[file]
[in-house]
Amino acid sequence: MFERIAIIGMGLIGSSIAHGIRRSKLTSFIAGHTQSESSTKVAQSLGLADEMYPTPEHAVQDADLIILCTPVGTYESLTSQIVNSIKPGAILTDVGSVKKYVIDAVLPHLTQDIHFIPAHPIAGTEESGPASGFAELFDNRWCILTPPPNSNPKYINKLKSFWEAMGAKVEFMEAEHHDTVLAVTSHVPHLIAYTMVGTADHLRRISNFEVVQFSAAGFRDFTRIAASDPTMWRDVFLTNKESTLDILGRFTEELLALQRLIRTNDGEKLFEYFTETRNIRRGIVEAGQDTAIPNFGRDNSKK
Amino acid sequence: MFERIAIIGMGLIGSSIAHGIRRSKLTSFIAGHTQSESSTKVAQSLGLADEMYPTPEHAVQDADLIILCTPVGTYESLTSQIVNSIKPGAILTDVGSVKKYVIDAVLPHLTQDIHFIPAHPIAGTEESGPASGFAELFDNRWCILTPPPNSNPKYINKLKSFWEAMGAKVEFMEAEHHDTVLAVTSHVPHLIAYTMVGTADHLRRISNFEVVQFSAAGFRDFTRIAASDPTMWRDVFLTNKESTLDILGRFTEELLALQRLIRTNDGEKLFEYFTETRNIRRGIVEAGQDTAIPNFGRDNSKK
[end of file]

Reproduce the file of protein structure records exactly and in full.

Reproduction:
[in-house]
Amino acid sequence: MFERIAIIGMGLIGSSIAHGIRRSKLTSFIAGHTQSESSTKVAQSLGLADEMYPTPEHAVQDADLIILCTPVGTYESLTSQIVNSIKPGAILTDVGSVKKYVIDAVLPHLTQDIHFIPAHPIAGTEESGPASGFAELFDNRWCILTPPPNSNPKYINKLKSFWEAMGAKVEFMEAEHHDTVLAVTSHVPHLIAYTMVGTADHLRRISNFEVVQFSAAGFRDFTRIAASDPTMWRDVFLTNKESTLDILGRFTEELLALQRLIRTNDGEKLFEYFTETRNIRRGIVEAGQDTAIPNFGRDNSKK
Amino acid sequence: MFERIAIIGMGLIGSSIAHGIRRSKLTSFIAGHTQSESSTKVAQSLGLADEMYPTPEHAVQDADLIILCTPVGTYESLTSQIVNSIKPGAILTDVGSVKKYVIDAVLPHLTQDIHFIPAHPIAGTEESGPASGFAELFDNRWCILTPPPNSNPKYINKLKSFWEAMGAKVEFMEAEHHDTVLAVTSHVPHLIAYTMVGTADHLRRISNFEVVQFSAAGFRDFTRIAASDPTMWRDVFLTNKESTLDILGRFTEELLALQRLIRTNDGEKLFEYFTETRNIRRGIVEAGQDTAIPNFGRDNSKK